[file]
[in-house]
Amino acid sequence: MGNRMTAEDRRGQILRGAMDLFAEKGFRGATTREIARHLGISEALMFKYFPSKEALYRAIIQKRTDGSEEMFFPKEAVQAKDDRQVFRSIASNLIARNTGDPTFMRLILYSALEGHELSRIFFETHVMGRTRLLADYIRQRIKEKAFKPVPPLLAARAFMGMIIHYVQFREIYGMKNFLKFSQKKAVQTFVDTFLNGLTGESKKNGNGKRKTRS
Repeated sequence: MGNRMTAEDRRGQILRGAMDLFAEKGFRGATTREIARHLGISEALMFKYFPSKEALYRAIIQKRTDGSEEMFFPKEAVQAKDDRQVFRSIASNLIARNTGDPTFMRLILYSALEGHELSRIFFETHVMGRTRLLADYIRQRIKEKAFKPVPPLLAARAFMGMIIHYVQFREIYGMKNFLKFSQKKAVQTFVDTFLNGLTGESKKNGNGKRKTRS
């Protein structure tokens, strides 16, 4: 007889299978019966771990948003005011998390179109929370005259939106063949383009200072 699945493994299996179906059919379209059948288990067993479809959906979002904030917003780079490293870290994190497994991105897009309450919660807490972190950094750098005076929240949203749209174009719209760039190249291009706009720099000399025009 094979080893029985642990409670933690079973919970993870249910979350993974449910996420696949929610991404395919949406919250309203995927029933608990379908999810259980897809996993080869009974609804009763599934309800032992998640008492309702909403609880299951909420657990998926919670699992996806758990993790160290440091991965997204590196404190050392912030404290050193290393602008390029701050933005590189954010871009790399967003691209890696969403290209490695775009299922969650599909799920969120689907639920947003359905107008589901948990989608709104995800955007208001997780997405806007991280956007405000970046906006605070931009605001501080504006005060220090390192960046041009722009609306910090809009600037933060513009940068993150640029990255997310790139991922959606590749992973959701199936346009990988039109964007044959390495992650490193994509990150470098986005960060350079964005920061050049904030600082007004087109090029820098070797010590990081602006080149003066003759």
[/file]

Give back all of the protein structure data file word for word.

[in-house]
Amino acid sequence: MGNRMTAEDRRGQILRGAMDLFAEKGFRGATTREIARHLGISEALMFKYFPSKEALYRAIIQKRTDGSEEMFFPKEAVQAKDDRQVFRSIASNLIARNTGDPTFMRLILYSALEGHELSRIFFETHVMGRTRLLADYIRQRIKEKAFKPVPPLLAARAFMGMIIHYVQFREIYGMKNFLKFSQKKAVQTFVDTFLNGLTGESKKNGNGKRKTRS
Repeated sequence: MGNRMTAEDRRGQILRGAMDLFAEKGFRGATTREIARHLGISEALMFKYFPSKEALYRAIIQKRTDGSEEMFFPKEAVQAKDDRQVFRSIASNLIARNTGDPTFMRLILYSALEGHELSRIFFETHVMGRTRLLADYIRQRIKEKAFKPVPPLLAARAFMGMIIHYVQFREIYGMKNFLKFSQKKAVQTFVDTFLNGLTGESKKNGNGKRKTRS
């Protein structure tokens, strides 16, 4: 007889299978019966771990948003005011998390179109929370005259939106063949383009200072 699945493994299996179906059919379209059948288990067993479809959906979002904030917003780079490293870290994190497994991105897009309450919660807490972190950094750098005076929240949203749209174009719209760039190249291009706009720099000399025009 094979080893029985642990409670933690079973919970993870249910979350993974449910996420696949929610991404395919949406919250309203995927029933608990379908999810259980897809996993080869009974609804009763599934309800032992998640008492309702909403609880299951909420657990998926919670699992996806758990993790160290440091991965997204590196404190050392912030404290050193290393602008390029701050933005590189954010871009790399967003691209890696969403290209490695775009299922969650599909799920969120689907639920947003359905107008589901948990989608709104995800955007208001997780997405806007991280956007405000970046906006605070931009605001501080504006005060220090390192960046041009722009609306910090809009600037933060513009940068993150640029990255997310790139991922959606590749992973959701199936346009990988039109964007044959390495992650490193994509990150470098986005960060350079964005920061050049904030600082007004087109090029820098070797010590990081602006080149003066003759």